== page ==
The DART (suburban train) pulled out of Pearse Street Station (Staisiun na bPiarsach – named in honour of brothers Patrick and Willie Pearse, executed by the British for their part in the 1916 Uprising ) on a clear Dublin autumn holiday Monday bound for Malahide. We were for Malahide Castle. This is a lovely part of Ireland, just out of Dublin. In the past it was called the breadbasket of Ireland.
The Talbots built Malahide Castle, first as a single fortified tower in the 12th century, then added a series of towers and joining rooms. The family would live there for 800 years.
You are probably aware that the several Ireland chieftains were at war with each other on and off over the centuries, disputing all sorts of things but mainly it was about land and affronts taken. In the 12th century one particular chieftain, who was being worn down by another, rather foolishly as the subsequent troubles in Ireland bear testimony, called on Henry II of England for help. Henry sent an army to his aid and the chieftain, with this help was victorious. Henry promptly rewarded his officers with the best of Irish land – and lots of it.
Lord Richard Talbot was such a knight and in 1170 he was rewarded with the beautiful countryside of Malahide (Mullach Ide meaning sandhills of the Hydes).
So Richard, to protect himself from night time attacks from local disgruntled chieftains, built the first of four fortified towers.
With the exception of about a decade in the mid 17th century when Cromwell confiscated Malahide Castle and installed one of his civil servants therein – a tax collector – the Talbots were at Malahide for 800 years. Finally, in 1973 Lord Milo Talbot died and his sister and heir Rose, burdened with death duties, sold it all up– to the Dublin Council thankfully –and took off to Tasmania where the Talbots had long owned prime grazing land. Rose died there in 2009; the last of the line.
The history of the Talbots is in many ways the history of Ireland.
But, I digress. Back to the DART, the Train of Thought.
I have been impressed as Acting CEO of ISQua by the wide global reach ISQua has. This is exemplified nowhere better than on the ISQua Board where all continents on the planet with the exception of Africa (and the Polar Regions) are represented. And this brings to one table an amazing diversity and range of safety and quality in healthcare issues for the Board to ponder.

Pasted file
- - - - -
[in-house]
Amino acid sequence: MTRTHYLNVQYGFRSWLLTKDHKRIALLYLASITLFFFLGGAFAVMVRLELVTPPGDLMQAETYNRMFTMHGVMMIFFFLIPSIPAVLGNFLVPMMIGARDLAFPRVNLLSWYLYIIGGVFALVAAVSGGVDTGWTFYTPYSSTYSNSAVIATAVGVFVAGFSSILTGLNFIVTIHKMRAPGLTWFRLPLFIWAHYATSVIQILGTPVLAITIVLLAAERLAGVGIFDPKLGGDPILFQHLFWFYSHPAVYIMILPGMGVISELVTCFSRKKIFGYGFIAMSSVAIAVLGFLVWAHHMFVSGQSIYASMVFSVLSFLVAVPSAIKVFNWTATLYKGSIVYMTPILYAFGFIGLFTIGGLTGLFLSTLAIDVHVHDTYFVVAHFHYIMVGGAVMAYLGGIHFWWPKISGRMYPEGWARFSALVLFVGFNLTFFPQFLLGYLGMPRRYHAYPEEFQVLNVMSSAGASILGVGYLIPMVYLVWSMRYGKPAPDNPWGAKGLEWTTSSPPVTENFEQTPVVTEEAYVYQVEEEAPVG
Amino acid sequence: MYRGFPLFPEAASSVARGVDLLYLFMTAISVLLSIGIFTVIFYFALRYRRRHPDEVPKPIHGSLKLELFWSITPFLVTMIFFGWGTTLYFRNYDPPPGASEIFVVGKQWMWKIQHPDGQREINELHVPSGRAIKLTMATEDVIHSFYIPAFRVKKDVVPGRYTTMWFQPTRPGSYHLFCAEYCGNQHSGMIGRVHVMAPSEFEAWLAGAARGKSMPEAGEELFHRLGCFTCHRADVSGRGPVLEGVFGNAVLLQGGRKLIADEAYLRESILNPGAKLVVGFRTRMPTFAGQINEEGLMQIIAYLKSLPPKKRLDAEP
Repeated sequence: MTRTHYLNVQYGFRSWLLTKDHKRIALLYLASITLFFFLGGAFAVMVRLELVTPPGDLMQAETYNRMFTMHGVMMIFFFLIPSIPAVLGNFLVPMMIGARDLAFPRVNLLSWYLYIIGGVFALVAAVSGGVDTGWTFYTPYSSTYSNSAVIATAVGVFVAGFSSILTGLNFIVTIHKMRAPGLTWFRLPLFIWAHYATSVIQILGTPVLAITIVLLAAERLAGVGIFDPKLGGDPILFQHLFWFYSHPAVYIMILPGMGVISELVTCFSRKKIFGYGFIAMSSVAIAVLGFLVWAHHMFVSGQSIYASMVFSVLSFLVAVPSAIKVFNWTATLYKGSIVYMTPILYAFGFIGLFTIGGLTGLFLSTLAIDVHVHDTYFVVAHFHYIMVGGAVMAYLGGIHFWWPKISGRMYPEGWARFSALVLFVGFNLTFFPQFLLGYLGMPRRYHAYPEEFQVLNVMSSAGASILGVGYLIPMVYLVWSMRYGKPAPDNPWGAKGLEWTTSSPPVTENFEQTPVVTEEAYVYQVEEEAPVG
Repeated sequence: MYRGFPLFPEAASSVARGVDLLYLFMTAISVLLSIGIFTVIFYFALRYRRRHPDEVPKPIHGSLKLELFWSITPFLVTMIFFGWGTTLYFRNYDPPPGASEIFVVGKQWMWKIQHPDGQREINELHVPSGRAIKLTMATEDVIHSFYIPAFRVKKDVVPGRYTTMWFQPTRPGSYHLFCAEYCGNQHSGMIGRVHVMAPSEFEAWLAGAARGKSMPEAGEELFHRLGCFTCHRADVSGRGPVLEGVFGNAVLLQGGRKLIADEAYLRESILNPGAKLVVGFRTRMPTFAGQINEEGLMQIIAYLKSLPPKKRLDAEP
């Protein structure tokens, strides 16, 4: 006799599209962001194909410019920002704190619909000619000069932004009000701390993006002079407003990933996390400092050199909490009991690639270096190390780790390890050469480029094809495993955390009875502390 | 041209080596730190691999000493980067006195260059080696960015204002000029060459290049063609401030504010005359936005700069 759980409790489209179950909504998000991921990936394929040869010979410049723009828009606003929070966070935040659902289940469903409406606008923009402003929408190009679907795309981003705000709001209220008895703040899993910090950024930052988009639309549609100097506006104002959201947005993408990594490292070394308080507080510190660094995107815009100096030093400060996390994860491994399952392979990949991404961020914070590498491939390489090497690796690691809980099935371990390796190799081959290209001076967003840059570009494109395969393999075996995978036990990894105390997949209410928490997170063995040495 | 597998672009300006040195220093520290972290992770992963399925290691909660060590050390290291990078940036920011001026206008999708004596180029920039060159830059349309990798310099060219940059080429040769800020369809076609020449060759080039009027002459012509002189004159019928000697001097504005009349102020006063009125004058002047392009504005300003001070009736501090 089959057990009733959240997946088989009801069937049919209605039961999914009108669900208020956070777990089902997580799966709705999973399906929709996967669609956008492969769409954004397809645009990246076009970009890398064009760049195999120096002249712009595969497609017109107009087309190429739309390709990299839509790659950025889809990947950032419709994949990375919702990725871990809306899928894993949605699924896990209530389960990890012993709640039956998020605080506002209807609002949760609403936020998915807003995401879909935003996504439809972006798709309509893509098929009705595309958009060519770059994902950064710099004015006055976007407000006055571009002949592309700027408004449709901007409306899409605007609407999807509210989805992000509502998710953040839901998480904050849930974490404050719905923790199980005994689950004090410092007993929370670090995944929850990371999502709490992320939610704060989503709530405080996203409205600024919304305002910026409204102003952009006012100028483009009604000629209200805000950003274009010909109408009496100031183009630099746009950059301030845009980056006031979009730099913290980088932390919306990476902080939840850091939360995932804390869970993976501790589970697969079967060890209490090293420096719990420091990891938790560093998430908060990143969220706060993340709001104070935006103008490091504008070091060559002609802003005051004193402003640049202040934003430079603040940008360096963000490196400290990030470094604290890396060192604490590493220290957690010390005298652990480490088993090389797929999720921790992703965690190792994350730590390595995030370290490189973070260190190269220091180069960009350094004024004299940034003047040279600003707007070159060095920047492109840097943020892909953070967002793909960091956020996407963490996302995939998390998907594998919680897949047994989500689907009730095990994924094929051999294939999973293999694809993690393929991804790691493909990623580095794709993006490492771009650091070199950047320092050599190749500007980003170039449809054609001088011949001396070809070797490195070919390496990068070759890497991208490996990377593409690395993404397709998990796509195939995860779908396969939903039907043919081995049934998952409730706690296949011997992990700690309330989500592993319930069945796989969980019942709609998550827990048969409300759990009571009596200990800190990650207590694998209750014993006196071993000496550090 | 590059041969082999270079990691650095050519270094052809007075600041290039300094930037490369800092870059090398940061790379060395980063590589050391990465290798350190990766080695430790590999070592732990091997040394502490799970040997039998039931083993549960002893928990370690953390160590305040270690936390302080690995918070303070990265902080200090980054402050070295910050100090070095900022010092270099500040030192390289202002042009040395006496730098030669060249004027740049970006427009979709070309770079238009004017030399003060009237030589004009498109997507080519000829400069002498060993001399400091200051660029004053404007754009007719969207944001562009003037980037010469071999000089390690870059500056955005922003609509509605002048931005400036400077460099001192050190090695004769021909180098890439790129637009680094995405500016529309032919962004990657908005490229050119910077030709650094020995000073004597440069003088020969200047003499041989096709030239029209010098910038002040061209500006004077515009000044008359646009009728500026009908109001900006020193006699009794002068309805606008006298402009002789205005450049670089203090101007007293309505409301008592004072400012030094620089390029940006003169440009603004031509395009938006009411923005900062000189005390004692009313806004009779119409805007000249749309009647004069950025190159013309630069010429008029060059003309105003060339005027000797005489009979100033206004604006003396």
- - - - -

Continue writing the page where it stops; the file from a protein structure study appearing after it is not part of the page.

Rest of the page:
|The ISQua Conference. They came from near and far.|
How does one, quite small, resource rich but cash poor, yet influential organization decide where to start?
The answer for the ISQua Board was first to understand the issues; then to understand ISQua’s current relationship with each of the world regions; then how it was dealing with the various issues in the various regions; next to undertake a gap analysis; and finally to decide on priorities. This all has to be aligned with resources available to address the issues identified. It certainly helps that we hold our Annual International Conference in a different part of the world each year and involve local organizations in the planning of the Conference. And it helps that we are increasingly convening regional meetings worldwide. In fact, our next regional meeting is to be held in the only continent not represented on our Board. That meeting is to be held in Ghana in February next year. Already in the planning of the Ghana meeting we are learning more about the healthcare challenges facing Ghana and surrounding countries.
I will keep you informed of progress as the ISQua Board tackles these issues.
Now where was I? Ah yes the Talbots. The Talbot legacy lives on in various namings around this part of Ireland. Coincidently, one of my fellow swimmers at the Dublin Council Pool, The Markievicz Centre (and there is another wonderful story, Countess Markievicz, heroine of the rebellion - one of the rebellions at least and one of the heroines – ahh but that is for another BLOG), about which I told you in an earlier BLOG, invited me down to the Celt for a pint last Sunday; when asked where the Celt was located he said ‘Talbot Street of course.’ And so it is!